and b of the variable x ; let a be < 6, and suppose the
difference b a to be divided into n portions each
equal h, so that b a = nh. It is required to find the
limit of ike sum of the series

ft[0O) + <p(a + h) + 4>(a + 2h)+... + 0(6 - h) + 0(6)],
when h is diminished indefinitely, and therefore n
increased without limit.

[It may at once be seen that this limit is finite, for if <$>(a+rh)
be the greatest term the sum is



- a)<t>(a + rh) + h<$>(a +



GENERAL METHOD. STANDARD FORMS. 15

which is finite, since by hypothesis <(#) is finite four all values of
x intermediate between b and a.]

Let \fs(x) be another function of x such that <j)(x) is
its differential coefficient, i.e. such that



We shall then prove that
Lt h ^[<fa)+^a+h)+^

By definition ^a)*
and therefore a =



where a : is a quantity whose limit is zero when h
diminishes indefinitely ; thus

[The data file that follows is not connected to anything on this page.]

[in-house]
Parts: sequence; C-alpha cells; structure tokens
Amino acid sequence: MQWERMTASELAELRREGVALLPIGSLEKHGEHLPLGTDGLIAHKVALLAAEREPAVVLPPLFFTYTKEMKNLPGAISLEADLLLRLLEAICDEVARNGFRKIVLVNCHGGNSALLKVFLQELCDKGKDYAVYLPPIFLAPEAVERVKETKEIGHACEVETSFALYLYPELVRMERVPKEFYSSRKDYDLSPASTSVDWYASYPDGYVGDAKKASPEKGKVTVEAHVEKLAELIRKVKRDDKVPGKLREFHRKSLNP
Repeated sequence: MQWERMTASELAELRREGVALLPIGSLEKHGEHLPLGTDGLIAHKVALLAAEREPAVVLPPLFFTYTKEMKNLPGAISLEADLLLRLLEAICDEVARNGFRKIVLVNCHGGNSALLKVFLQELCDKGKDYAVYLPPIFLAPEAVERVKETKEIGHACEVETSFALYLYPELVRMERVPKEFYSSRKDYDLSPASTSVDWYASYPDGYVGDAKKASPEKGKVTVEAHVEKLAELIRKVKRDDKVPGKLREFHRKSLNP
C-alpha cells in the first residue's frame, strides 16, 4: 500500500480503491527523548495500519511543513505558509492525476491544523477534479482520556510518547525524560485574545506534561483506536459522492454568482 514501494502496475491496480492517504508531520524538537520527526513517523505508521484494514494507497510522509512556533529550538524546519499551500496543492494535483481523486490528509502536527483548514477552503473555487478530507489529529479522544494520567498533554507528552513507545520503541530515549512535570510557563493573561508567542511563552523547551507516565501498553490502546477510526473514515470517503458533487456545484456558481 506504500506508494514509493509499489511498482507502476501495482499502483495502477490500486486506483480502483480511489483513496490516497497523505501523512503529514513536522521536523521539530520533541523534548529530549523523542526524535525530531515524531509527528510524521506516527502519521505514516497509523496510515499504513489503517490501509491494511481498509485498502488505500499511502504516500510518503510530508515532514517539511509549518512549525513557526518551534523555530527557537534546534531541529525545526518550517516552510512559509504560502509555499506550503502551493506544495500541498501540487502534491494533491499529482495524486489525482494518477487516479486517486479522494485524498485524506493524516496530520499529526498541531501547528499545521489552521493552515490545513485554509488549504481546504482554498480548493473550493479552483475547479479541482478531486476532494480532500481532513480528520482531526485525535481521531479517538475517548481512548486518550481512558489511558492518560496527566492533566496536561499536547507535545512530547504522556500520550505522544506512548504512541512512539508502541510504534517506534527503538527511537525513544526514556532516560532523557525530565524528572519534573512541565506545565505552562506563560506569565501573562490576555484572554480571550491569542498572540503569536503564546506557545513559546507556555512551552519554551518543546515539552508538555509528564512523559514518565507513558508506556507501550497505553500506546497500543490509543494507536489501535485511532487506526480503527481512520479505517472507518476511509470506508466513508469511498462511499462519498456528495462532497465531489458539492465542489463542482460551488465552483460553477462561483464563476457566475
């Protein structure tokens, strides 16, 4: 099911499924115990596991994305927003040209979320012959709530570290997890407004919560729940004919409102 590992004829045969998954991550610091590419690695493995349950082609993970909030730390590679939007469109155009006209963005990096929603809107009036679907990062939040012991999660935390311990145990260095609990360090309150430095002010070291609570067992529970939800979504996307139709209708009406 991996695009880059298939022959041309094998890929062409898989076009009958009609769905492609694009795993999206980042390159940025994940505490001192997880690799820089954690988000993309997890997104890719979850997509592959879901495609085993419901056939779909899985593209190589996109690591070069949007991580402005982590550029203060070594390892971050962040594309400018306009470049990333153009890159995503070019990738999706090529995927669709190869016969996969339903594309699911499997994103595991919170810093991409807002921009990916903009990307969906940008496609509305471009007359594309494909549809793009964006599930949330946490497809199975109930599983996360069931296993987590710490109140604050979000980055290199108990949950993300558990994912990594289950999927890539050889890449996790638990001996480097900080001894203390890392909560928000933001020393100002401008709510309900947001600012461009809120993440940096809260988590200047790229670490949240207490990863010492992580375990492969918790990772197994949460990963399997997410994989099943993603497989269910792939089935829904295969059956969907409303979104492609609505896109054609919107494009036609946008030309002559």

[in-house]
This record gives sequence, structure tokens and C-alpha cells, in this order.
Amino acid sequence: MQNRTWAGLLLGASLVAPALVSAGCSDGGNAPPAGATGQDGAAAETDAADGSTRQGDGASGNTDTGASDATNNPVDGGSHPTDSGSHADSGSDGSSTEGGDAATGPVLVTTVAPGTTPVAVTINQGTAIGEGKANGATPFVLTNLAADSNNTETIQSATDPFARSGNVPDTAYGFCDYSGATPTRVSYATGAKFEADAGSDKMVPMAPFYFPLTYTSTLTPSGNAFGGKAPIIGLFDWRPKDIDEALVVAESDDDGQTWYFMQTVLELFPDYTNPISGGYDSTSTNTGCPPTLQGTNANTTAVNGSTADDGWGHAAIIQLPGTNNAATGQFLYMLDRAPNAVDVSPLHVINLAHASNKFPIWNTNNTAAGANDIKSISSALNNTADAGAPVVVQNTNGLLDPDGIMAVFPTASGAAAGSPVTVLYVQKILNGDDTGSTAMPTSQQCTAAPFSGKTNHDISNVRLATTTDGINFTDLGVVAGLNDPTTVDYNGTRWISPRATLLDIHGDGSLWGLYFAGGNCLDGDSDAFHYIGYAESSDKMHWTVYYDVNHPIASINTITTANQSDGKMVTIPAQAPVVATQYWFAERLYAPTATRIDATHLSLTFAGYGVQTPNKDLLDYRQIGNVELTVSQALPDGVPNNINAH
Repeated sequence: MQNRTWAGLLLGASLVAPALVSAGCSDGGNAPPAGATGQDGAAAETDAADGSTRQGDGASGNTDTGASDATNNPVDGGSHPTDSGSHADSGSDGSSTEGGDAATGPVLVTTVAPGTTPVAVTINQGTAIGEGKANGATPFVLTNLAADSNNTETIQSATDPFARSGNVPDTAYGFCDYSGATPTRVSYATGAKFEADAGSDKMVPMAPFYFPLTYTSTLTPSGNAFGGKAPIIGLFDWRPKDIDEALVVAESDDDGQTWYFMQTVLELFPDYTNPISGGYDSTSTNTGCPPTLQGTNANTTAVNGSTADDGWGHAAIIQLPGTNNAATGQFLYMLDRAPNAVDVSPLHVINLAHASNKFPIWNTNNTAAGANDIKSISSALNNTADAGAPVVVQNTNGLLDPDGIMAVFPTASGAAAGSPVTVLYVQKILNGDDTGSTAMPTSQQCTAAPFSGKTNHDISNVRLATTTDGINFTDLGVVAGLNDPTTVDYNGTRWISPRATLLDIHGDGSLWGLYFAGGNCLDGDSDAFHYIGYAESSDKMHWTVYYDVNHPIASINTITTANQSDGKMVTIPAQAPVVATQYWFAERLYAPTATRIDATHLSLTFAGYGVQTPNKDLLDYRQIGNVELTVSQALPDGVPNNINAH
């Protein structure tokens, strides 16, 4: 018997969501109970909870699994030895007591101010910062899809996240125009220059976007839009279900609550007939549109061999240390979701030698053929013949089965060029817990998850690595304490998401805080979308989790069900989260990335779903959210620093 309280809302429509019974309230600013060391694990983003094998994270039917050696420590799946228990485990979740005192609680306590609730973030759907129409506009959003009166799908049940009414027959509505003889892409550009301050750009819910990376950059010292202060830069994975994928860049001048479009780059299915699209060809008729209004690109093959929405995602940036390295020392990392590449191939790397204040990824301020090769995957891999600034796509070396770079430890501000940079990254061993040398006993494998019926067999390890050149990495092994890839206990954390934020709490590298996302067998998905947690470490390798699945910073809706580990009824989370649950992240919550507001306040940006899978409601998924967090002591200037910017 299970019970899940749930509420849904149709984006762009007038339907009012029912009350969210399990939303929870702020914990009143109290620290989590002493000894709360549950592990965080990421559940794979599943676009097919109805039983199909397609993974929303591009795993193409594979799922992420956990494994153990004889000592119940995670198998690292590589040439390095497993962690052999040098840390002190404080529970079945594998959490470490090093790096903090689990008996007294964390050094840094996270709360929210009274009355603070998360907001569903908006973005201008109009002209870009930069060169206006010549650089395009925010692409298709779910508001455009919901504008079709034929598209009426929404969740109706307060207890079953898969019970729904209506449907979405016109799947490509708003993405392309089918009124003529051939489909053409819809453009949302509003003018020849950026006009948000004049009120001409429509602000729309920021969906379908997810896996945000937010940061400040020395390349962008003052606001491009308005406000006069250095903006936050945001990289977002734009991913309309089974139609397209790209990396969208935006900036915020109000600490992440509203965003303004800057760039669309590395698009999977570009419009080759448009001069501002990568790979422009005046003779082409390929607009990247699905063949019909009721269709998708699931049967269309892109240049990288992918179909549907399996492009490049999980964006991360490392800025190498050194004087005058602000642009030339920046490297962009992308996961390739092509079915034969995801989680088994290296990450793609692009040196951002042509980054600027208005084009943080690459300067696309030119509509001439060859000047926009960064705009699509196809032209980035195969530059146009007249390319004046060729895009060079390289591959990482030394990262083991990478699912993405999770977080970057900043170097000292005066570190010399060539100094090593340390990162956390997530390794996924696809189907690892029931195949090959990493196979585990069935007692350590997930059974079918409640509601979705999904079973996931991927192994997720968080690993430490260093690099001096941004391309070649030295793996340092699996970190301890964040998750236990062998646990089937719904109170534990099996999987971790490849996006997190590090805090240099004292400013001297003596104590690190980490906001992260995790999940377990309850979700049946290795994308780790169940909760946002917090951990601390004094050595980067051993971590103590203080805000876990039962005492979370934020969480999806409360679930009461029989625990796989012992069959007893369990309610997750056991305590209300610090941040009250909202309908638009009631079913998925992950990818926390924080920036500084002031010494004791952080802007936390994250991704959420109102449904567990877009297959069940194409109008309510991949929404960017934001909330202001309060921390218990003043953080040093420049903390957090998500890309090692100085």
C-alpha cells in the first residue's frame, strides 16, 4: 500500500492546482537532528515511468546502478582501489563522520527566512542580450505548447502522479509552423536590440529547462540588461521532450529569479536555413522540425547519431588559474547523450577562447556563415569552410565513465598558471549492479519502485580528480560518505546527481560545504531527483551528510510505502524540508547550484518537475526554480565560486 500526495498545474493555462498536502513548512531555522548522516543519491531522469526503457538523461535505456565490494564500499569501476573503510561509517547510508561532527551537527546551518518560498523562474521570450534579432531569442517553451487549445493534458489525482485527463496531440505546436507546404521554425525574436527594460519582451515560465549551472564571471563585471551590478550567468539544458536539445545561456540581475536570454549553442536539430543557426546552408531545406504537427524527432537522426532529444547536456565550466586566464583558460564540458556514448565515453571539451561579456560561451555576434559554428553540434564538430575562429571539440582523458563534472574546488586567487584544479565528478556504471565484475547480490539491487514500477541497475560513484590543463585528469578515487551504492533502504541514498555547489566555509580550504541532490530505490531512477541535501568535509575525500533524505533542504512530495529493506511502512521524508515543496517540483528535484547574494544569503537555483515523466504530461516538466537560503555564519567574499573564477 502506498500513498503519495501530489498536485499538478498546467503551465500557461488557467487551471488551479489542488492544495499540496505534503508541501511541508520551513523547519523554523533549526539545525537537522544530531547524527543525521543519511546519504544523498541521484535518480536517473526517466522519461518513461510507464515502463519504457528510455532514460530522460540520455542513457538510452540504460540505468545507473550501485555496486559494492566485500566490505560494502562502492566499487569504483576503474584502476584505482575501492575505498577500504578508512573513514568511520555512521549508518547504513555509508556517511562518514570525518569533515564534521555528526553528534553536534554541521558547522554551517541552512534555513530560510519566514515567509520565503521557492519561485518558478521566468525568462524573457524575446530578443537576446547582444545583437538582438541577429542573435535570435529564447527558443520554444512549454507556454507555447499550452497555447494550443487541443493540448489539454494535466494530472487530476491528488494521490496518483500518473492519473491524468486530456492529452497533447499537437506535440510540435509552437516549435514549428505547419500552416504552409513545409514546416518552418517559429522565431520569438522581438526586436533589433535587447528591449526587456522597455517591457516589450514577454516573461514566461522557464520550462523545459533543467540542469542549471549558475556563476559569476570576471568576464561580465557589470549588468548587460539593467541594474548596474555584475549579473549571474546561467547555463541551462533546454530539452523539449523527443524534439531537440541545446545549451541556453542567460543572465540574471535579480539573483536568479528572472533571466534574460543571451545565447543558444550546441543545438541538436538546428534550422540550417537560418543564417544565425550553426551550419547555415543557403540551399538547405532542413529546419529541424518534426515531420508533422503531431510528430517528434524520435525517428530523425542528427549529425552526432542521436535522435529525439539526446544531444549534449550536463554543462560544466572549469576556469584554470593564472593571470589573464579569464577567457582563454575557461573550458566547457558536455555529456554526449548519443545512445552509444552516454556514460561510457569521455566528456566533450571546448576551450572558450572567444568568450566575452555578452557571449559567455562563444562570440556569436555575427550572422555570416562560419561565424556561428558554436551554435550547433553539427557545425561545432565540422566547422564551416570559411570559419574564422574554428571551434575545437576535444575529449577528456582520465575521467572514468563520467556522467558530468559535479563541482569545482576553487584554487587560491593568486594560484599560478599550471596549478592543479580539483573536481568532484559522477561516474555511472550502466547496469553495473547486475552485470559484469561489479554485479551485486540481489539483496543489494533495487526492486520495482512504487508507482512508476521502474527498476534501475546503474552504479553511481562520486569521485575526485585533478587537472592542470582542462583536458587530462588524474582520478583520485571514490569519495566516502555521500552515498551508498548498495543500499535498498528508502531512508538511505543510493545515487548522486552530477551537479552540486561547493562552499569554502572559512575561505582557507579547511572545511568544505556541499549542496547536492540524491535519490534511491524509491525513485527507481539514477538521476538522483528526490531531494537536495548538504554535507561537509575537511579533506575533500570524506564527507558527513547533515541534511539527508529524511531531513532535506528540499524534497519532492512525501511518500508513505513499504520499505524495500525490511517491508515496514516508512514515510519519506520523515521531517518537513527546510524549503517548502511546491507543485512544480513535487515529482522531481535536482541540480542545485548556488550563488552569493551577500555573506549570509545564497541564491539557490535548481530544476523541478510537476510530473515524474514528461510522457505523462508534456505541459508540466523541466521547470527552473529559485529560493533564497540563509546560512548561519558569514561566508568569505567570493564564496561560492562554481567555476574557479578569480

h(j)(a) =\/s(a+ 7i) t/r(a) +ha lt

Similarly
h<f>(a

etc.,



Ih) = \[s(a + nil) \

where the quantities a 2 , a 3 , ..., a n are all, like a v
quantities whose limits are zero when h diminishes
indefinitely.
By addition,

h[<f>(a) + 0(a + h) + <f>(a



Let a be the greatest of the quantities a v a 2 , . . . , a n ,
then

Afoi+ag+^.+On] is <nha, i.e. <(& a)a,
and therefore vanishes in the limit. Thus



16 INTEGRAL CALCULUS.



The term fc</>(6) is in the limit zero; hence if we
desire, it may be added to the left-hand member of
this result, and it may then be stated that



.e.



1 </)(x)dx = \ls(b) \ls(a).



This result \[s(b) \fs(a) is frequently denoted by the
notation p\/r(a3) J .

From this result it appears that when the form of